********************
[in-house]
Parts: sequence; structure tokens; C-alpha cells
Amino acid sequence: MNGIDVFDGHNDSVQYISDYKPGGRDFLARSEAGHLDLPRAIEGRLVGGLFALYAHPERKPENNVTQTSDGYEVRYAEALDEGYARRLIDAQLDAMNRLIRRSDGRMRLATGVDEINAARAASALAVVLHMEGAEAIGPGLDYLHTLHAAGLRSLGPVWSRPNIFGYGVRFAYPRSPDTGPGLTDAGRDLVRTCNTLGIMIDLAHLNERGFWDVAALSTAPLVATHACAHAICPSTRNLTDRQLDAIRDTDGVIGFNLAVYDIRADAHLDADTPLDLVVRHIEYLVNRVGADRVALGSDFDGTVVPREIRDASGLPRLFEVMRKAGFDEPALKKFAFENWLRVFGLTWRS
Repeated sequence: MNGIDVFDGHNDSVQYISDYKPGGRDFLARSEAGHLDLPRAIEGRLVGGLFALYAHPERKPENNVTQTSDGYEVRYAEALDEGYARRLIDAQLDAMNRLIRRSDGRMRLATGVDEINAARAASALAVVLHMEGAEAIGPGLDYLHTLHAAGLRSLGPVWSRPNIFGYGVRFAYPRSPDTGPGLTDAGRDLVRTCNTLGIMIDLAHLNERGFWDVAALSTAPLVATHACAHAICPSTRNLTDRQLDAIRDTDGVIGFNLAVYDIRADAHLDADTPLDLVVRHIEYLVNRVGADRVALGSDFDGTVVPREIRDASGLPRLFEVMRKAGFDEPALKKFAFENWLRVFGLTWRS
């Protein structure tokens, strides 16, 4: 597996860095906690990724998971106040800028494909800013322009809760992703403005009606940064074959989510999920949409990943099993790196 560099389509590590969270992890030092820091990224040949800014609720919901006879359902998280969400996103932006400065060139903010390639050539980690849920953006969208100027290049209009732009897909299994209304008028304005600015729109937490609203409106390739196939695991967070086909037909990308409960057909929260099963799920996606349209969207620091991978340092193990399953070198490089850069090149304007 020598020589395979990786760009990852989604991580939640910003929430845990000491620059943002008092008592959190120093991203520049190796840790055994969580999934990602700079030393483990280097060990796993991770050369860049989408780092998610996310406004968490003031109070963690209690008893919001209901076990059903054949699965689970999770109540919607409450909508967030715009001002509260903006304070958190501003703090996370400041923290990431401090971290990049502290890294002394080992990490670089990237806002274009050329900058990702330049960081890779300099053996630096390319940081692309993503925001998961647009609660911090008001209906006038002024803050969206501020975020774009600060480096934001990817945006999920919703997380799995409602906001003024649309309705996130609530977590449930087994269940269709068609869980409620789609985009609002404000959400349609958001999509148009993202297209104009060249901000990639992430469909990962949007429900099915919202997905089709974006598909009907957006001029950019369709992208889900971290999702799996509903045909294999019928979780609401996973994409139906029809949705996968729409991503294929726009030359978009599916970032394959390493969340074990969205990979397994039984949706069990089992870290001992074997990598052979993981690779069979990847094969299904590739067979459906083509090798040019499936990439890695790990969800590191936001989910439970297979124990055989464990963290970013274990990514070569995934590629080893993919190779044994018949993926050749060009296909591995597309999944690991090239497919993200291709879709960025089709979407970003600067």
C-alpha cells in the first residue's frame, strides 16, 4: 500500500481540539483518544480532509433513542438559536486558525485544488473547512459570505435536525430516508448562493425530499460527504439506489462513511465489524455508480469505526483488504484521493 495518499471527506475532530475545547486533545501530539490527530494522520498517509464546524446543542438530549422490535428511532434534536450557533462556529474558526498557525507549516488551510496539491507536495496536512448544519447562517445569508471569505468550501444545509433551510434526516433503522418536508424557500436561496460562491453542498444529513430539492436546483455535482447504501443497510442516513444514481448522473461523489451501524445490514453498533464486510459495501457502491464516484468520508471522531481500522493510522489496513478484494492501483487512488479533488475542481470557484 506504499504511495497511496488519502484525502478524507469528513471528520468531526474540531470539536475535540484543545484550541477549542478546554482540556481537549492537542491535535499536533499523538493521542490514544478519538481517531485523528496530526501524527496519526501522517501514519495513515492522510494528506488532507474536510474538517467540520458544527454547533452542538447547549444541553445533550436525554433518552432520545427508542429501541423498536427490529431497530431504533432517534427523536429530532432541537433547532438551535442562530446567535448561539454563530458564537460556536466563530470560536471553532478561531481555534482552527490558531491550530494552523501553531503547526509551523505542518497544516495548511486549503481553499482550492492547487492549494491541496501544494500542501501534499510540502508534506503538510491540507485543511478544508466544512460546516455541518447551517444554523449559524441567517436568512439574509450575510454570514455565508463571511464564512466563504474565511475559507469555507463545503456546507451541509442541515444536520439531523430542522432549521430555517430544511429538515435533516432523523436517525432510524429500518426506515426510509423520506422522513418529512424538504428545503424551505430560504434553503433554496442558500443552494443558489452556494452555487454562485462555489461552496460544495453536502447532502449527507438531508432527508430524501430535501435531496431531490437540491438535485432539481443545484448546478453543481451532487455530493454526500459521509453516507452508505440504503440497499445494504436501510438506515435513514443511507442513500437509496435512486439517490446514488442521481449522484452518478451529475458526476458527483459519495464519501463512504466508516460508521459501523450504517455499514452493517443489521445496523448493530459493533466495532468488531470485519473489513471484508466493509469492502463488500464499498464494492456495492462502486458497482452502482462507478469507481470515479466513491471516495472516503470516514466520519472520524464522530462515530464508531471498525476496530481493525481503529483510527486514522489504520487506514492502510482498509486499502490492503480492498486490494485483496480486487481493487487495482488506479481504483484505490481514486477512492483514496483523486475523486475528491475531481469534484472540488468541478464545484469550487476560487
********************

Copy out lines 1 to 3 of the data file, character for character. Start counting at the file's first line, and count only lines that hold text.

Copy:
[in-house]
Parts: sequence; structure tokens; C-alpha cells
Amino acid sequence: MNGIDVFDGHNDSVQYISDYKPGGRDFLARSEAGHLDLPRAIEGRLVGGLFALYAHPERKPENNVTQTSDGYEVRYAEALDEGYARRLIDAQLDAMNRLIRRSDGRMRLATGVDEINAARAASALAVVLHMEGAEAIGPGLDYLHTLHAAGLRSLGPVWSRPNIFGYGVRFAYPRSPDTGPGLTDAGRDLVRTCNTLGIMIDLAHLNERGFWDVAALSTAPLVATHACAHAICPSTRNLTDRQLDAIRDTDGVIGFNLAVYDIRADAHLDADTPLDLVVRHIEYLVNRVGADRVALGSDFDGTVVPREIRDASGLPRLFEVMRKAGFDEPALKKFAFENWLRVFGLTWRS